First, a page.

Warren William Zevon on January 24, 1947 in Chicago, Illinois
September 7, 2003 in Los Angeles, California
One of rock music's signature wildman poets, Warren Zevon emerged during the mid '70s among a series of generally mellow California singer-songwriters. However, Zevon's iconoclastic story songs delivered an utterly unique rock music perspective when mainstream music needed it most. Over the course of an accomplished career almost four decades in length, Zevon established himself as one of rock's greatest artists of all time. Never tied restrictively to any of the decades in which he worked tirelessly for independent, genre-bending artistic freedom, Zevon will forever remain a legend the music world lost far too soon.
Like many future successful professional musicians, Zevon engaged his musical interest while quite young, even studying modern classical music for awhile as a youth in California. However, an academic approach to music didn't quite suit him, and Zevon moved to New York as a teenager to take part in that famous city's folk music scene. Session gigs and work as a songwriter for hire followed, culminating in a solo debut album in 1969, the unsuccessful and somewhat personally disastrous Wanted Dead or Alive. Zevon spent the first half of the '70s backing The Everly Brothers and stewing in his own career dissatisfaction before making the fateful move back to the West Coast.
Late-'70s Critical Success:
Zevon's return to California landed him right in the middle of a fertile rock music scene already dominated by the likes of Jackson Browne and The Eagles. And although his musical background didn't perfectly fit into the country rock or folk rock mold, Zevon quickly found this was the right place to get his career going in earnest. In fact, Browne championed Zevon specifically by agreeing to produce his solo self-titled debut, released in 1976 to modest commercial success but steady reverence. 1978's smash Excitable Boy increased Zevon's following, and by the end of the '70s songs like the stunningly twisted title track and "Werewolves of London" had already become quirky, darkly humorous classics.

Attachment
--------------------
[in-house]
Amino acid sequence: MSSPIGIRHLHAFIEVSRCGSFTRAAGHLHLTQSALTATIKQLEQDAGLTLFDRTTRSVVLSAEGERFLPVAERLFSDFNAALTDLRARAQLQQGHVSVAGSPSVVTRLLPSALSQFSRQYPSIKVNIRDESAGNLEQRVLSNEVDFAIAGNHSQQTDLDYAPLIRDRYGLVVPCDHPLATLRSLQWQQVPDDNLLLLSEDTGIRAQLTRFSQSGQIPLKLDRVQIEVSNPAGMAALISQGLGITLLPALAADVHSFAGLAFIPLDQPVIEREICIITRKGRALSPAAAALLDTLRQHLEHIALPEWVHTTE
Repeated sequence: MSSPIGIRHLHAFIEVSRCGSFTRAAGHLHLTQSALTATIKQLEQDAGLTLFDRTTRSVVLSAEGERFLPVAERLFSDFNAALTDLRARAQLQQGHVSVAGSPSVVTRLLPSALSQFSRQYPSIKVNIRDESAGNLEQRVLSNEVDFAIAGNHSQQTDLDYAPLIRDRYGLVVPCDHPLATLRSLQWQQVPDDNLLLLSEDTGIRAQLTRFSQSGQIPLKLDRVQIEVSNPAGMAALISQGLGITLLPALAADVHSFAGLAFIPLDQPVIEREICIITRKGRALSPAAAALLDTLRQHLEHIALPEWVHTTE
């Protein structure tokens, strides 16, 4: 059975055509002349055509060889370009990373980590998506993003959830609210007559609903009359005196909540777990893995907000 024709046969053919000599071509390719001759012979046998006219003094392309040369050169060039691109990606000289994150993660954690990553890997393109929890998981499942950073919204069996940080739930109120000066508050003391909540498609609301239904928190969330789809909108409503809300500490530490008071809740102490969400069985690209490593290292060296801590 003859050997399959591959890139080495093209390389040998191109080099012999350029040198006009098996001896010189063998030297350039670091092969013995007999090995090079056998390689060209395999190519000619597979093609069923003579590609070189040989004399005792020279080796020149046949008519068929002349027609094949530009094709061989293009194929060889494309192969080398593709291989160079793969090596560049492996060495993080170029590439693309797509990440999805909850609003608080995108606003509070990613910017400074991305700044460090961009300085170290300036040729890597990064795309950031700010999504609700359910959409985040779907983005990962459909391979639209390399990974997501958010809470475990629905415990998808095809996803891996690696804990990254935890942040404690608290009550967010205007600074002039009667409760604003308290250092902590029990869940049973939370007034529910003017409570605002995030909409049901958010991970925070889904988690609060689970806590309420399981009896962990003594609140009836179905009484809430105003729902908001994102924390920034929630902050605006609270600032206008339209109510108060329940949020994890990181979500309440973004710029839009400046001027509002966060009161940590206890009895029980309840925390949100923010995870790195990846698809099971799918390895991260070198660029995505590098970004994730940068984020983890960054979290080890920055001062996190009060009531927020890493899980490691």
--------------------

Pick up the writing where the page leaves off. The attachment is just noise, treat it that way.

Stormy Beginning to the '80s:
Zevon had been wrestling with substance abuse problems during his rising years as an uncompromising solo artist, but these demons started to get the best of him as the '80s began. 1980's Bad Luck Streak in Dancing School represented a slight decline in artistry during this period, although Zevon more than recovered with 1982's The Envoy, which featured the top-notch, challenging songcraft of "Ain't That Pretty at All" and "Looking for the Next Best Thing." In terms of sound, Zevon remained eclectic and pretty much ignored new wave trends, even if the album did make some use of synthesizer and so-called modern production touches. However, the album was not commercially successful and led to the severance of Zevon's major label contract.
True Sobriety & Late-'80s Return:
Career turmoil and other personal issues caused a major relapse into addiction for Zevon, and he spent much of the mid '80s getting himself back on track in this regard. Nevertheless, he found time to strike up a working relationship with the three backing members of R.E.M., with whom he formed the one-off outfit Hindu Love Gods. That trio, in fact, helped him record 1987's Sentimental Hygiene, which was hailed as a return to form on the strength of the shattering story song "Boom Boom Mancini" as well as the weathered, personal songwriting of "Reconsider Me" and "Detox Mansion." The conceptual Transverse City followed in 1989, and by this point Zevon had seemed to enter a relatively comfortable phase as a revered cult artist.
The '90s and Millennial Resurgence:
Following 1991's Mr. Bad Example, Zevon entered another period of sporadic recording activity, although his established legend continued to be celebrated by many respected figures in pop culture, including David Letterman and a collection of writers Zevon helped coordinate into a band known as The Rock Bottom Remainders. By the year 2000, it came as a pleasant surprise when Zevon entered a newly fertile period as a songwriter and recording artist. Over the next three years, in fact, Zevon released three acclaimed albums, culminating in 2003's The Wind, released just before his early death from mesothelioma.
Death & Massive Legacy:
Zevon's artistic and personal life had long been characterized by gallows humor and a sort of prescient dark spirituality, as the titles of 2000's Life'll Kill Ya and 2002's My Ride's Here seemed to foreshadow his premature demise. The Wind was recorded largely while the artist was ill, but it featured direct and unflinching songwriting and received eager support from many admirers and collaborators within the music industry. In the decade or more since his death, Zevon's utterly unique take on life and art has remained a treasure of American pop culture. His songs continue to reflect the courage, humor and abandon with which he lived his life.